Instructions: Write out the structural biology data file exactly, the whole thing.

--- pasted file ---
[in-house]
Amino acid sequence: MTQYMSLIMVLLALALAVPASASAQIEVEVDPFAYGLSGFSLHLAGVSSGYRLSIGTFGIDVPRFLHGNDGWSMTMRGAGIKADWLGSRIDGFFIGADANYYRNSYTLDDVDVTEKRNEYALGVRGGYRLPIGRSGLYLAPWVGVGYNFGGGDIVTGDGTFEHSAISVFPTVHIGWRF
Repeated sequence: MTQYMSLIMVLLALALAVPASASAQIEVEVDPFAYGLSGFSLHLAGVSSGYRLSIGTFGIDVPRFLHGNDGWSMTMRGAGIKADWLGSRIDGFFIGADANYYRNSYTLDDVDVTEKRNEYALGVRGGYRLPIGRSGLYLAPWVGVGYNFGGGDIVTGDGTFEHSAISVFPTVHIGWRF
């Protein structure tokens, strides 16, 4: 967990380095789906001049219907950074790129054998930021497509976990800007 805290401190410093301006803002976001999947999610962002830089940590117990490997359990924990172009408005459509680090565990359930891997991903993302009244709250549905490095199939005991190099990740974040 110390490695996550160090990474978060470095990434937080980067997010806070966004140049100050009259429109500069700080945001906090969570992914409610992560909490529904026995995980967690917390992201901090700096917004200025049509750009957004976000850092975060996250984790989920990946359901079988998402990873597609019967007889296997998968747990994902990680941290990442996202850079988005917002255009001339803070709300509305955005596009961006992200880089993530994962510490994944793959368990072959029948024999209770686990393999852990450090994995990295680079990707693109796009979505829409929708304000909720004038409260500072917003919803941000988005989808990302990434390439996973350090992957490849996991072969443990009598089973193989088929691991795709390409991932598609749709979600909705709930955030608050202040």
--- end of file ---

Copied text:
[in-house]
Amino acid sequence: MTQYMSLIMVLLALALAVPASASAQIEVEVDPFAYGLSGFSLHLAGVSSGYRLSIGTFGIDVPRFLHGNDGWSMTMRGAGIKADWLGSRIDGFFIGADANYYRNSYTLDDVDVTEKRNEYALGVRGGYRLPIGRSGLYLAPWVGVGYNFGGGDIVTGDGTFEHSAISVFPTVHIGWRF
Repeated sequence: MTQYMSLIMVLLALALAVPASASAQIEVEVDPFAYGLSGFSLHLAGVSSGYRLSIGTFGIDVPRFLHGNDGWSMTMRGAGIKADWLGSRIDGFFIGADANYYRNSYTLDDVDVTEKRNEYALGVRGGYRLPIGRSGLYLAPWVGVGYNFGGGDIVTGDGTFEHSAISVFPTVHIGWRF
């Protein structure tokens, strides 16, 4: 967990380095789906001049219907950074790129054998930021497509976990800007 805290401190410093301006803002976001999947999610962002830089940590117990490997359990924990172009408005459509680090565990359930891997991903993302009244709250549905490095199939005991190099990740974040 110390490695996550160090990474978060470095990434937080980067997010806070966004140049100050009259429109500069700080945001906090969570992914409610992560909490529904026995995980967690917390992201901090700096917004200025049509750009957004976000850092975060996250984790989920990946359901079988998402990873597609019967007889296997998968747990994902990680941290990442996202850079988005917002255009001339803070709300509305955005596009961006992200880089993530994962510490994944793959368990072959029948024999209770686990393999852990450090994995990295680079990707693109796009979505829409929708304000909720004038409260500072917003919803941000988005989808990302990434390439996973350090992957490849996991072969443990009598089973193989088929691991795709390409991932598609749709979600909705709930955030608050202040």